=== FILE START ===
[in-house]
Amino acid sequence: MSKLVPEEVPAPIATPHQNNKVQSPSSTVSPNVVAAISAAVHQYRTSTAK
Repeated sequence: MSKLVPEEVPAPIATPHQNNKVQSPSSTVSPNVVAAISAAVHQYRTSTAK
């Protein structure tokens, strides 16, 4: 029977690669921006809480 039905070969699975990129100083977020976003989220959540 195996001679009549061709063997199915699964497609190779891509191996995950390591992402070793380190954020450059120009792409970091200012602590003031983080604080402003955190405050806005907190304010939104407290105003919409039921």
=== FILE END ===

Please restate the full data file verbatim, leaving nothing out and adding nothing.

[in-house]
Amino acid sequence: MSKLVPEEVPAPIATPHQNNKVQSPSSTVSPNVVAAISAAVHQYRTSTAK
Repeated sequence: MSKLVPEEVPAPIATPHQNNKVQSPSSTVSPNVVAAISAAVHQYRTSTAK
């Protein structure tokens, strides 16, 4: 029977690669921006809480 039905070969699975990129100083977020976003989220959540 195996001679009549061709063997199915699964497609190779891509191996995950390591992402070793380190954020450059120009792409970091200012602590003031983080604080402003955190405050806005907190304010939104407290105003919409039921």